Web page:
In March, Curiosity sent back 21 individual images that show some very high-altitude clouds.
The NASA team has stitched them together to make one big image and has also pieced together some time-lapse images taken from Curiosity’s Mastcam.
Surprisingly, the clouds are shiny!
The clouds were so high up that the carbon dioxide they were made of had frozen. Because the images were taken just after sunset, the carbon dioxide ice crystals caught and reflected the fading light, making them ‘shimmer’ against the sky.
Along with the frozen carbon dioxide, this shine helped the team determine that the clouds were higher than expected, because the that gives information about how the crystals formed.
“I always marvel at the colours that show up: reds and greens and blues and purples,” says Mark Lemmon, an atmospheric scientist with the Space Science Institute in Boulder, Colorado.
“If you see a cloud with a shimmery pastel set of colours in it, that’s because the cloud particles are all nearly identical in size. That’s usually happening just after the clouds have formed and have all grown at the same rate.
“It’s really cool to see something shining with lots of colour on Mars.”
On the 91st day of Perseverance’s Mars mission, Ingenuity took its sixth flight. It had been doing pretty well up to this point.
This time, Ingenuity flew to an altitude of 10 metres, and planned to fly along at a ground speed of four metres per second.
For about 150 metres, Ingenuity was flying along smoothly, but then it started to wobble – it tilted back and forth in an oscillating pattern as it began adjusting its velocity.
The onboard sensors indicated that Ingenuity had experienced a few anomalies – spikes in power consumption, large control inputs and roll and pitch excursions of over 20 degrees.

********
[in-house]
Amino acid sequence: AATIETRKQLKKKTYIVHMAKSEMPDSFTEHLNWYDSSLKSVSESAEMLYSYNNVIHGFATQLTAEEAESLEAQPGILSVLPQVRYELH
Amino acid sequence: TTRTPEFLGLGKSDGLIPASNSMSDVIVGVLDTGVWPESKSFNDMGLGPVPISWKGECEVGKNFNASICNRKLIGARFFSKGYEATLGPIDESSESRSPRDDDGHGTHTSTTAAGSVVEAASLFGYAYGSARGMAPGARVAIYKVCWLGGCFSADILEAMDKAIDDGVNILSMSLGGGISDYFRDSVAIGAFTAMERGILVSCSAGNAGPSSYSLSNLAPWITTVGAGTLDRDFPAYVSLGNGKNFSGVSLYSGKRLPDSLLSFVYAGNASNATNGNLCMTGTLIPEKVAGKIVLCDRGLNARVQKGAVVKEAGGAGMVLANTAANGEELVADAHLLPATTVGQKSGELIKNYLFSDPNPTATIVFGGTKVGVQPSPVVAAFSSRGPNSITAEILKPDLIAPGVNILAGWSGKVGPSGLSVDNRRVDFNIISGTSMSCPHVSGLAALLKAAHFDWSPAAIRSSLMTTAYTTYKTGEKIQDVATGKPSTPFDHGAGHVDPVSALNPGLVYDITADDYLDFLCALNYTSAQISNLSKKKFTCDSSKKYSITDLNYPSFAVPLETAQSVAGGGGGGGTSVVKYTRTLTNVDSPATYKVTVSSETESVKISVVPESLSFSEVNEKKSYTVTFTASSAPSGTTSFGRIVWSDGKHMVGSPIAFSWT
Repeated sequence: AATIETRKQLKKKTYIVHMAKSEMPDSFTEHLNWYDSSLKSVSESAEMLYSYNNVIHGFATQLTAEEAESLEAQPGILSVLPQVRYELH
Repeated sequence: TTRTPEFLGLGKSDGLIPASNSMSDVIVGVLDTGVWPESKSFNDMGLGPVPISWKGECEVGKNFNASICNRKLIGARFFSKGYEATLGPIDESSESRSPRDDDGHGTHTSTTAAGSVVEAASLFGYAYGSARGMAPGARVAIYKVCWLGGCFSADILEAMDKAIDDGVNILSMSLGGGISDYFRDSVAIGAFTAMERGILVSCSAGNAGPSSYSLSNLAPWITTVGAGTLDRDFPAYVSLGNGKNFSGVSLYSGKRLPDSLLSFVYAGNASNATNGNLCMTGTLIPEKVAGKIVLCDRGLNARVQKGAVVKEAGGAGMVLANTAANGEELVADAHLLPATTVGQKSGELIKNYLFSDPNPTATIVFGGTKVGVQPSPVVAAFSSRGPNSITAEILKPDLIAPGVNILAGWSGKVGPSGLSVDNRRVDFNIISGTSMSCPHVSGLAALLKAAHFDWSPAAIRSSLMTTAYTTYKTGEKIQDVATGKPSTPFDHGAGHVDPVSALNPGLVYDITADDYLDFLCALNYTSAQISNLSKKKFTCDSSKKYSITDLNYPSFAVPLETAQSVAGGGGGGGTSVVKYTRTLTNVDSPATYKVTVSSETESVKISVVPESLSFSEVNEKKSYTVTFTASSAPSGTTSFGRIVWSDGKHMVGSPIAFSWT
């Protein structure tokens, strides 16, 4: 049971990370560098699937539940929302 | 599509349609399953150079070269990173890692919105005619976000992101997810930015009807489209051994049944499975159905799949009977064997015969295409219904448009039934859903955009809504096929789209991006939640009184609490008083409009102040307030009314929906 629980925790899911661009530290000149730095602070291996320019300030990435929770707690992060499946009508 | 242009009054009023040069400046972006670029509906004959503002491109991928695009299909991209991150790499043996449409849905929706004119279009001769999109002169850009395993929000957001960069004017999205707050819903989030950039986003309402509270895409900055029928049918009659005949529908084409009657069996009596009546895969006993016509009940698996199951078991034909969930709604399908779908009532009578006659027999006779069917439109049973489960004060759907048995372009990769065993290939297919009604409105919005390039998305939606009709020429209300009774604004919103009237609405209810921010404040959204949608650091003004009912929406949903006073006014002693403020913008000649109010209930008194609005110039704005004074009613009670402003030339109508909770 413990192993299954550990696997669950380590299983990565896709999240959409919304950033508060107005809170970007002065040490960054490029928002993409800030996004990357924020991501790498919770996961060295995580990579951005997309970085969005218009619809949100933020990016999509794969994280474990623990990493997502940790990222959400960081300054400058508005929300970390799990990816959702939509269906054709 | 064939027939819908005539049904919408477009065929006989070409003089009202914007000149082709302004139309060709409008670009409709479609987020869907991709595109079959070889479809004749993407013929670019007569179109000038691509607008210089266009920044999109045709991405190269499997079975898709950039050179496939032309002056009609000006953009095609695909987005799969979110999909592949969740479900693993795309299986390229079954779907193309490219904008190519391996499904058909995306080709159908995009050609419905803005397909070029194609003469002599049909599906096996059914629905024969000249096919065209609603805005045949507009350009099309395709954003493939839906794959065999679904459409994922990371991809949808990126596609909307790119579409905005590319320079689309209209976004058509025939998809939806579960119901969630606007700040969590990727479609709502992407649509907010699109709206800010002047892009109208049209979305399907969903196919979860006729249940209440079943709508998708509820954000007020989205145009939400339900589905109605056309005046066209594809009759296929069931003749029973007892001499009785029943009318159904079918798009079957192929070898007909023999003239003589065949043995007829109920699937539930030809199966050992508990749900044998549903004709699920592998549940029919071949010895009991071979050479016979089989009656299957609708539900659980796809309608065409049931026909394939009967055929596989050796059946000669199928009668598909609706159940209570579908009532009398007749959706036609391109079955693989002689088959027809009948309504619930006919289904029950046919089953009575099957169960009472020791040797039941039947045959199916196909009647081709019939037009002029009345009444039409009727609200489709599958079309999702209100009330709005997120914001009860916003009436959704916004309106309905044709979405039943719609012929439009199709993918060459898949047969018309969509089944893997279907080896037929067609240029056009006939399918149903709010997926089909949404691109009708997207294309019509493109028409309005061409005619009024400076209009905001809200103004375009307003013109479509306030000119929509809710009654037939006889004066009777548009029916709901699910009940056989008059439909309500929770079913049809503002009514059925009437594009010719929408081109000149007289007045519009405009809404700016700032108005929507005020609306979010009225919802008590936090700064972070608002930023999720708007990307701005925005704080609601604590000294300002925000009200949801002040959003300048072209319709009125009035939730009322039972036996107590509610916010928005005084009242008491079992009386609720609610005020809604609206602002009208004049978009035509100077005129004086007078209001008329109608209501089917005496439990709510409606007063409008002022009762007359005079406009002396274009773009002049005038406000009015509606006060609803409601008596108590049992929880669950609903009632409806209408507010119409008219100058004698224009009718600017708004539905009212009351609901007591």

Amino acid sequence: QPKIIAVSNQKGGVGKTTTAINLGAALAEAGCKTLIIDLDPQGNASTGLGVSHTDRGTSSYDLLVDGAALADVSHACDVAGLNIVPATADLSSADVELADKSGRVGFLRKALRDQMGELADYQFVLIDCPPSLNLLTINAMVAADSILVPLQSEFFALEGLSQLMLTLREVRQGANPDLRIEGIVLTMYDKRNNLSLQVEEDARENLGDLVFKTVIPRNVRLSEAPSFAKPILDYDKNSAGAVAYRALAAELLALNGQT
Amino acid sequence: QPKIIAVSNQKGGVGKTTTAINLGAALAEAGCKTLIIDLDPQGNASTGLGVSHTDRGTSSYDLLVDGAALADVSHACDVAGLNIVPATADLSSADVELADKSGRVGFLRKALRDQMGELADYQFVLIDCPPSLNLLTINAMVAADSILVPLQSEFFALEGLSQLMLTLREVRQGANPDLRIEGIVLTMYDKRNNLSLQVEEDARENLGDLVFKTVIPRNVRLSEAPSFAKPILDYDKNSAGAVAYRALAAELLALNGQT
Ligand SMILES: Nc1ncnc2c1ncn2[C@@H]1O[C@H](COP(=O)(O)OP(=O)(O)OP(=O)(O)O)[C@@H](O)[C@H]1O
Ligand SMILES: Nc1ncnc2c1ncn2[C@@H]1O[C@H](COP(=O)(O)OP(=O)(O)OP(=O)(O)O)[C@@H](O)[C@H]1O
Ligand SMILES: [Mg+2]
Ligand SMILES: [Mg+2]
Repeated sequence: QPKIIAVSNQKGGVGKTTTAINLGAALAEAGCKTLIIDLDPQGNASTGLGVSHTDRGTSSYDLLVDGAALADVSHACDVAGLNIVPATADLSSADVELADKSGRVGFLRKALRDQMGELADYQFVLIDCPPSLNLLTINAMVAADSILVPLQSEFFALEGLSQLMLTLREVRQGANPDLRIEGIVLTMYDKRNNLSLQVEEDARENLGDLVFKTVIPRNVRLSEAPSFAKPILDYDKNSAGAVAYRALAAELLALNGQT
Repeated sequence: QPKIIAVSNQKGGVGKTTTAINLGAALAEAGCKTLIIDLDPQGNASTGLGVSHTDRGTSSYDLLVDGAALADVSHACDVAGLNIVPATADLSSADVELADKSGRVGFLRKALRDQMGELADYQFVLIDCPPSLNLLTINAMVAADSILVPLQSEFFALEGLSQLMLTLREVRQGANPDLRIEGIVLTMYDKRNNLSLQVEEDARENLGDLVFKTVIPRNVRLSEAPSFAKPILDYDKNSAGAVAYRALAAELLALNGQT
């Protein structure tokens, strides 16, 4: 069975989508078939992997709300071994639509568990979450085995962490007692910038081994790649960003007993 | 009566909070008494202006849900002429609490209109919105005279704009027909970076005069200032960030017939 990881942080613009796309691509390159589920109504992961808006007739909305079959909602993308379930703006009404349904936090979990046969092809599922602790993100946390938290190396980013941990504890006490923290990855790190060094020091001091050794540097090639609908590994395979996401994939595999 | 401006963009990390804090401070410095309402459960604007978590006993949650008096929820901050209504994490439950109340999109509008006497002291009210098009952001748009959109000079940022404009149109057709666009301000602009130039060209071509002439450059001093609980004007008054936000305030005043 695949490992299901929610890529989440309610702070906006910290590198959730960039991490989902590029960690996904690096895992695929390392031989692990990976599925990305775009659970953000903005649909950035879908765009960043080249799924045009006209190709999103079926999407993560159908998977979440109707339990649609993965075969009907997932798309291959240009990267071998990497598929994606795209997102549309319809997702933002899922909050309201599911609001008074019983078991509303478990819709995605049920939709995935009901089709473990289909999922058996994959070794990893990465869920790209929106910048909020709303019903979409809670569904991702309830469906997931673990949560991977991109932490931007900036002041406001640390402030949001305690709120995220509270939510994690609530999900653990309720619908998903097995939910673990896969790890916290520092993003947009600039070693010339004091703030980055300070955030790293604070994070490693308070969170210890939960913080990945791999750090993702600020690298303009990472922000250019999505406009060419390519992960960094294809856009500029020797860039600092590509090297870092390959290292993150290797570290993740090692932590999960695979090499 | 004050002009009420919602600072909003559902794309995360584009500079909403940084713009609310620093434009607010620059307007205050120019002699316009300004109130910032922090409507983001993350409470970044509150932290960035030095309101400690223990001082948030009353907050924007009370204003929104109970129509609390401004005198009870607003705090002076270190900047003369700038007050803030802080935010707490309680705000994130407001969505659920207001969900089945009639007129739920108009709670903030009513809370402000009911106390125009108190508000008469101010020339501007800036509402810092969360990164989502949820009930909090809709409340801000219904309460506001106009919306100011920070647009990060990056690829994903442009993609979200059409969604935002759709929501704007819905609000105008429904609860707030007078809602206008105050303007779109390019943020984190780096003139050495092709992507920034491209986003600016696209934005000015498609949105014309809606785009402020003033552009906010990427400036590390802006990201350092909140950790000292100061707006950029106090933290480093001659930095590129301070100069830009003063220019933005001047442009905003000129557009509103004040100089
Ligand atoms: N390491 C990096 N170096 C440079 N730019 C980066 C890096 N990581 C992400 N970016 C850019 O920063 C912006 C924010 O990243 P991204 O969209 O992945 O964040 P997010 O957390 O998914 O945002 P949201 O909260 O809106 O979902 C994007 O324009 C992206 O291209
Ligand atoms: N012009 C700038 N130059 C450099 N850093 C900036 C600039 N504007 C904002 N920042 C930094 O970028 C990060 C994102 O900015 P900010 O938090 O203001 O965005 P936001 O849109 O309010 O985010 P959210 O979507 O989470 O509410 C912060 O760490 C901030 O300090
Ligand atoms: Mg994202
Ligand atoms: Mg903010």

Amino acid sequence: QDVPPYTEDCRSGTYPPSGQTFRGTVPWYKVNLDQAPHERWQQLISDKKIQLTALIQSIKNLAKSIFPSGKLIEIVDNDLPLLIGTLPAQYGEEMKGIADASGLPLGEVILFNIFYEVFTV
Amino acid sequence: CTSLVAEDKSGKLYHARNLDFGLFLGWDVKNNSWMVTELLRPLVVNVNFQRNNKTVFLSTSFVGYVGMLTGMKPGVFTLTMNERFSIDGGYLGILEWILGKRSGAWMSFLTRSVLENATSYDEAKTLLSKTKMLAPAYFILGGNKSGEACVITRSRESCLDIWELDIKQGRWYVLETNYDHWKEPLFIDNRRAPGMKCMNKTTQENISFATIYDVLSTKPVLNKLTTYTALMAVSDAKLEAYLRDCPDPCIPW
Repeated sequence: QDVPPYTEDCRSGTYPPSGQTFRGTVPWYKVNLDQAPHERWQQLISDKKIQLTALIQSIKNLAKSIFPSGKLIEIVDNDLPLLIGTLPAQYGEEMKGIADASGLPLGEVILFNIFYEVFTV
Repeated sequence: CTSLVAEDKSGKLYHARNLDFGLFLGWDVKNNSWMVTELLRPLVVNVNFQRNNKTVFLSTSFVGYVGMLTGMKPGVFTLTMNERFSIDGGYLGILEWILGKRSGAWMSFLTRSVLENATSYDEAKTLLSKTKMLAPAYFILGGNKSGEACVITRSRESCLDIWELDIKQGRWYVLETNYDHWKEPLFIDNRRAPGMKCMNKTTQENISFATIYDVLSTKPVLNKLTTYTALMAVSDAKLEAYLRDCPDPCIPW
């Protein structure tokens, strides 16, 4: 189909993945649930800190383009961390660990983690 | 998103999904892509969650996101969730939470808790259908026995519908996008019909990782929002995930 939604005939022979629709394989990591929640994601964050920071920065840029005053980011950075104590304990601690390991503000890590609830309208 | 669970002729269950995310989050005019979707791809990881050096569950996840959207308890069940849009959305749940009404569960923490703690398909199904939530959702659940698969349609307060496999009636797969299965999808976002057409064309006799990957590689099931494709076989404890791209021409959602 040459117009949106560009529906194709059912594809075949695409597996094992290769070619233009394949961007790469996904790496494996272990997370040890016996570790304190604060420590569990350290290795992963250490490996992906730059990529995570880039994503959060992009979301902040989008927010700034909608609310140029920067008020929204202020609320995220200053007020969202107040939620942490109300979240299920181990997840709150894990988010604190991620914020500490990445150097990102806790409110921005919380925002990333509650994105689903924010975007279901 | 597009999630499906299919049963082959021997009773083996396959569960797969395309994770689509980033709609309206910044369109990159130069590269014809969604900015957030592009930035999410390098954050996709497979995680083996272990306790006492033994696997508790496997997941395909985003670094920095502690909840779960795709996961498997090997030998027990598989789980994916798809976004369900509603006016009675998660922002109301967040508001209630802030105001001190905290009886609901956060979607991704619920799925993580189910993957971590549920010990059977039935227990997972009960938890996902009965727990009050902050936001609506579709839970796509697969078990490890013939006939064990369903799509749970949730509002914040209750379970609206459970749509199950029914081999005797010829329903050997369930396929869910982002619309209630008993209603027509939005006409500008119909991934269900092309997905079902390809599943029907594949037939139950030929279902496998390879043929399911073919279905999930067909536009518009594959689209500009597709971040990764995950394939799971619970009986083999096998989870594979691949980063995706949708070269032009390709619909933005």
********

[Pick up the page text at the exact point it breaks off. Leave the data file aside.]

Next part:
This all happened because Ingenuity uses images to calculate its velocity (speed). A little less than a minute into the flight, a glitch caused a single image to be lost, which meant all the rest of the following images had an incorrect timestamp. Ingenuity got confused and tried to correct its velocity, but this was based on incorrect information, when led to the wobble.
Thankfully, a little bit of error tolerance was built into the copter, and this type of error wasn’t completely unexpected. Ingenuity was able to land safely and can still have another go later.
On 22 May 22, China’s Zhurong rover got off the lander it arrived in and took a roll. In placed its wheels on the furce of the Red Plant around 12:40pm AEST, and we got treated to the images.
Zhurong has now started its scientific operations. We look forward to news of its discoveries.
Originally published by Cosmos as This week on Mars
Deborah Devis is a science journalist at Cosmos. She has a Bachelor of Liberal Arts and Science (Honours) in biology and philosophy from the University of Sydney, and a PhD in plant molecular genetics from the University of Adelaide.
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